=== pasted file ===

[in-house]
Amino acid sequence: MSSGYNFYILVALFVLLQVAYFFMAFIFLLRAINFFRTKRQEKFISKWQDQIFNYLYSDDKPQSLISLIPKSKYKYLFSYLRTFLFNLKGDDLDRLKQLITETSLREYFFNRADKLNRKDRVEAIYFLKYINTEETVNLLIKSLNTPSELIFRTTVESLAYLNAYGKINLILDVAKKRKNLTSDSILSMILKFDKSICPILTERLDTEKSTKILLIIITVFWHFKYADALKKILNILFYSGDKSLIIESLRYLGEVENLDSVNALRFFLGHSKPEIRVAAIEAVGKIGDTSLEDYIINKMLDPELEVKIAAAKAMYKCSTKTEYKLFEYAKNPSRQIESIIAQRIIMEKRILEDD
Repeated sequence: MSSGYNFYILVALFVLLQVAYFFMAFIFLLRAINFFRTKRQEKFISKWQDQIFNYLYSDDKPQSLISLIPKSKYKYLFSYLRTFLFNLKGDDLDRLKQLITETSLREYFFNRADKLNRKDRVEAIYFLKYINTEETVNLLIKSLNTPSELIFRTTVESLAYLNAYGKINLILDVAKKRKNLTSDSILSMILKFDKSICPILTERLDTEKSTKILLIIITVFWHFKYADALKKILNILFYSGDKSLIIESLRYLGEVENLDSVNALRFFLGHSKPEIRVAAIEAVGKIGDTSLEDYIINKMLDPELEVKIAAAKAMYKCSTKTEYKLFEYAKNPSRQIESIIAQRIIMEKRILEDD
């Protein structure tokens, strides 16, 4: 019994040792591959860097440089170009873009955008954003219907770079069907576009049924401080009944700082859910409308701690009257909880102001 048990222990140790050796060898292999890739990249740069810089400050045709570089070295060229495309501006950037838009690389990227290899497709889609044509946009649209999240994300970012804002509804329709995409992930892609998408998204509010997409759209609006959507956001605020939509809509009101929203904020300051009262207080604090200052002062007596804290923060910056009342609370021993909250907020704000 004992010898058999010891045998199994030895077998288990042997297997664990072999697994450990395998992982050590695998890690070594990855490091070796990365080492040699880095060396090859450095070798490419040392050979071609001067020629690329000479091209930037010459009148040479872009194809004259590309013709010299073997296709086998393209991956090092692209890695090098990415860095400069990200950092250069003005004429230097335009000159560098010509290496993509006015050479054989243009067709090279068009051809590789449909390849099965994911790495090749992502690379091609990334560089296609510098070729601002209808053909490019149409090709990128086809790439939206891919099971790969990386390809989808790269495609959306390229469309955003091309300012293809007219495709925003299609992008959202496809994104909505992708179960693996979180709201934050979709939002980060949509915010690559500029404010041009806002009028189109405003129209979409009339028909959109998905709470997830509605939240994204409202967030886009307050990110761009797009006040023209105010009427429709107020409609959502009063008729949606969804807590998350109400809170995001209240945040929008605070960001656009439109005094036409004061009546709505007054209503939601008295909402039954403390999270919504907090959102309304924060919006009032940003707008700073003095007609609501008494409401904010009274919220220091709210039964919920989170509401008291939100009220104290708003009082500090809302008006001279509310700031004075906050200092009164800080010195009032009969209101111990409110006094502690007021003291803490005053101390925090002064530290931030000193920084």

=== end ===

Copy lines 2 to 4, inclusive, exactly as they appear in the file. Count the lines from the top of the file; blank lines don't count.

Amino acid sequence: MSSGYNFYILVALFVLLQVAYFFMAFIFLLRAINFFRTKRQEKFISKWQDQIFNYLYSDDKPQSLISLIPKSKYKYLFSYLRTFLFNLKGDDLDRLKQLITETSLREYFFNRADKLNRKDRVEAIYFLKYINTEETVNLLIKSLNTPSELIFRTTVESLAYLNAYGKINLILDVAKKRKNLTSDSILSMILKFDKSICPILTERLDTEKSTKILLIIITVFWHFKYADALKKILNILFYSGDKSLIIESLRYLGEVENLDSVNALRFFLGHSKPEIRVAAIEAVGKIGDTSLEDYIINKMLDPELEVKIAAAKAMYKCSTKTEYKLFEYAKNPSRQIESIIAQRIIMEKRILEDD
Repeated sequence: MSSGYNFYILVALFVLLQVAYFFMAFIFLLRAINFFRTKRQEKFISKWQDQIFNYLYSDDKPQSLISLIPKSKYKYLFSYLRTFLFNLKGDDLDRLKQLITETSLREYFFNRADKLNRKDRVEAIYFLKYINTEETVNLLIKSLNTPSELIFRTTVESLAYLNAYGKINLILDVAKKRKNLTSDSILSMILKFDKSICPILTERLDTEKSTKILLIIITVFWHFKYADALKKILNILFYSGDKSLIIESLRYLGEVENLDSVNALRFFLGHSKPEIRVAAIEAVGKIGDTSLEDYIINKMLDPELEVKIAAAKAMYKCSTKTEYKLFEYAKNPSRQIESIIAQRIIMEKRILEDD
């Protein structure tokens, strides 16, 4: 019994040792591959860097440089170009873009955008954003219907770079069907576009049924401080009944700082859910409308701690009257909880102001 048990222990140790050796060898292999890739990249740069810089400050045709570089070295060229495309501006950037838009690389990227290899497709889609044509946009649209999240994300970012804002509804329709995409992930892609998408998204509010997409759209609006959507956001605020939509809509009101929203904020300051009262207080604090200052002062007596804290923060910056009342609370021993909250907020704000 004992010898058999010891045998199994030895077998288990042997297997664990072999697994450990395998992982050590695998890690070594990855490091070796990365080492040699880095060396090859450095070798490419040392050979071609001067020629690329000479091209930037010459009148040479872009194809004259590309013709010299073997296709086998393209991956090092692209890695090098990415860095400069990200950092250069003005004429230097335009000159560098010509290496993509006015050479054989243009067709090279068009051809590789449909390849099965994911790495090749992502690379091609990334560089296609510098070729601002209808053909490019149409090709990128086809790439939206891919099971790969990386390809989808790269495609959306390229469309955003091309300012293809007219495709925003299609992008959202496809994104909505992708179960693996979180709201934050979709939002980060949509915010690559500029404010041009806002009028189109405003129209979409009339028909959109998905709470997830509605939240994204409202967030886009307050990110761009797009006040023209105010009427429709107020409609959502009063008729949606969804807590998350109400809170995001209240945040929008605070960001656009439109005094036409004061009546709505007054209503939601008295909402039954403390999270919504907090959102309304924060919006009032940003707008700073003095007609609501008494409401904010009274919220220091709210039964919920989170509401008291939100009220104290708003009082500090809302008006001279509310700031004075906050200092009164800080010195009032009969209101111990409110006094502690007021003291803490005053101390925090002064530290931030000193920084």